Editor’s Note: It’s an election year and that means lots of political commercials. Ad Watch is an occasional Civil Beat series in which we help you understand what you’re seeing and hearing when it comes to campaign messages from Hawaii candidates.

U.S. Rep. Colleen Hanabusa touts her local roots and sympathy for the middle class in her first ad of the 2014 Senate campaign season.

But Hanabusa is late to the airwaves, and has a lot of ground to make up when compared to her opponent, U.S. Sen. Brian Schatz.

The congresswoman’s ad comes nearly two months after Schatz aired his first TV spot.

And Hanabusa’s ad, unlike Schatz’s, plays on the radio, highlighting the frugalness of her campaign.

Listen to Hanabusa’s ad here:

The spot sheds little light on where she stands on the issues. Instead, it’s all about Hawaii values and telling listeners she’s a local girl from Waianae, who grew up behind her family’s gas station.

“It was the best way to grow up,” Hanabusa says, “around people and traditions and cultures.”

She also makes a pitch to lower and middle class voters, many of whom might struggle to afford a home in Hawaii where the median price hovers around $650,000.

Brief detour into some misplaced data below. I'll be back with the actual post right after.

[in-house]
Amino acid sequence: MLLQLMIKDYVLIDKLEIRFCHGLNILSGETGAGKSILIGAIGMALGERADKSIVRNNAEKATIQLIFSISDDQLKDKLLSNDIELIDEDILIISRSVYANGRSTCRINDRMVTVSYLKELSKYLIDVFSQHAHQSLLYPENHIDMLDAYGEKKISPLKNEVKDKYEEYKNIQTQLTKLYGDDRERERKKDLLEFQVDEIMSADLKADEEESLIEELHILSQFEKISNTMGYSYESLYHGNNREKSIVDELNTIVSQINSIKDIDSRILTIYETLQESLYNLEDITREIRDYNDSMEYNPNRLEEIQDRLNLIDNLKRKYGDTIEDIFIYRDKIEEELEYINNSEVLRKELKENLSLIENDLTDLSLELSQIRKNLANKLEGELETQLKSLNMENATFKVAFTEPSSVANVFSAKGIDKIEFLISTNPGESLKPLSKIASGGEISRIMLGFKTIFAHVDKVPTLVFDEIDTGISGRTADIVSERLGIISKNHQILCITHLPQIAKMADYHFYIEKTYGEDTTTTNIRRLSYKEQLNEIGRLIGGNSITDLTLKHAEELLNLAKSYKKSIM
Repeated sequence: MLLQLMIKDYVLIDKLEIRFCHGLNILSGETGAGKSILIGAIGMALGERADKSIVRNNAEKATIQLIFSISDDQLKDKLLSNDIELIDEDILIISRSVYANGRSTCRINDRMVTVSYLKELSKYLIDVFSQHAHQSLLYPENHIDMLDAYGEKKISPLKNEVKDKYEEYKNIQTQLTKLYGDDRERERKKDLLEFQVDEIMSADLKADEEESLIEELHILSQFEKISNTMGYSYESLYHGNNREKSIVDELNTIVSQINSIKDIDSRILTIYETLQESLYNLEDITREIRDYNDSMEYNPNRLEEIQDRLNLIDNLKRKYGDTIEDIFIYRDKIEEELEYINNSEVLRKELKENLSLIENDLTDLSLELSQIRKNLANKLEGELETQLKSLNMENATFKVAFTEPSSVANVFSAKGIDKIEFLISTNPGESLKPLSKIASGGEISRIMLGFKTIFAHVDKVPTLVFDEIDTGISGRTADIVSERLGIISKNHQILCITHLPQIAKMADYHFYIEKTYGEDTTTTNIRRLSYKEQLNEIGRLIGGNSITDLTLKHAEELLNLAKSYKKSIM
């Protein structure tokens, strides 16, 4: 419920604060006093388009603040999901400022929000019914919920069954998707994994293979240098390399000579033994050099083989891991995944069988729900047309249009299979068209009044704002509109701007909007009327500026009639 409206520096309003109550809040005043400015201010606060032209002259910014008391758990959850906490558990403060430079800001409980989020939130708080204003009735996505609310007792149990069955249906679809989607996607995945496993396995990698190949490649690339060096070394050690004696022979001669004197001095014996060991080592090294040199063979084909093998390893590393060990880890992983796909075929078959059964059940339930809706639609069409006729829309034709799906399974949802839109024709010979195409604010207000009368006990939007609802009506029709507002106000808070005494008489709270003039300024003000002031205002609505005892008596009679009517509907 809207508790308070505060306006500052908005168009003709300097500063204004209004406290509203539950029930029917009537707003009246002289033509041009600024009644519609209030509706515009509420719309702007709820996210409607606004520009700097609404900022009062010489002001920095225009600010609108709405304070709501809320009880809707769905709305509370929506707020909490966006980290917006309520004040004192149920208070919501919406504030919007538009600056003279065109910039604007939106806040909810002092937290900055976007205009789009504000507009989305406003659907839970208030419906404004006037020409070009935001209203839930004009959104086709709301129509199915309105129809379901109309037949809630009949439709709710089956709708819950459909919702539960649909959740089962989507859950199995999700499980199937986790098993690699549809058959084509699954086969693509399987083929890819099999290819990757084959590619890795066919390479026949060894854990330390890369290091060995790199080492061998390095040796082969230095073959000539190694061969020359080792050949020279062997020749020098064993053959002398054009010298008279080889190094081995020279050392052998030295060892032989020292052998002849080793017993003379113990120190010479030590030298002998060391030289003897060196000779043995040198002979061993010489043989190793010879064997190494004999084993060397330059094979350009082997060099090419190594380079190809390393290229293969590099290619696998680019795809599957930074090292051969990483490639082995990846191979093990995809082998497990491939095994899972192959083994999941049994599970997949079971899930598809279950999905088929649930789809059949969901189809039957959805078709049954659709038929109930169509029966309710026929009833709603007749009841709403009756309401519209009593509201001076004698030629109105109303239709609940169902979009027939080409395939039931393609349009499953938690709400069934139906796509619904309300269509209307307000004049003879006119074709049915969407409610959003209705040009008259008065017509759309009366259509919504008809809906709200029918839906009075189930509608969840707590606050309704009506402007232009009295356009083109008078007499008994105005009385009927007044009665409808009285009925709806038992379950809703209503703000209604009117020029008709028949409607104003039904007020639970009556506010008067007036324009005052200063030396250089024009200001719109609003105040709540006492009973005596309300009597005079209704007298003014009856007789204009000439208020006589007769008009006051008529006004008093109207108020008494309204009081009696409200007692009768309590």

“You know a good living, a good education, a good job, a good home, those aren’t things that should belong only to the privileged and the fortunate,” Hanabusa said. “That’s what I’m fighting for in Washington.”

The narrator in the minute-long spot also previews what could be a campaign slogan for Hanabusa moving forward — “from Waianae to Washington.”

It’s an effective tool to paint Hanabusa — a wealthy labor attorney and lawmaker — as a woman of the people.

And in a primary race where the differences between the candidates is often a matter of nuance, focusing on personality might be what it takes to send her to the Senate.

This is a much different tack than her opponent, whose first three TV spots have focused more on core Democratic issues, such as Social Security, equal pay for women and gun control.

That doesn’t mean Schatz hasn’t also touched on his own family values and local ties. He’s just been more subtle, incorporating those elements through visuals of his multi-generational, ethnic family.

But what the ad says more than anything else is that Hanabusa is hurting for cash.

Schatz has a nearly 2-to-1 fundraising advantage over the congresswoman, according to the latest campaign finance reports from the Federal Election Commission. He also has nearly one-and-half times more cash on hand.

This has helped the senator maintain a constant presence on the airwaves, and gives him a significant edge moving forward.

But previous polls found Schatz had a name recognition problem when compared to Hanabusa.

The question now is whether he has enough cash to overcome that, especially now that she’s purchased her own airtime.

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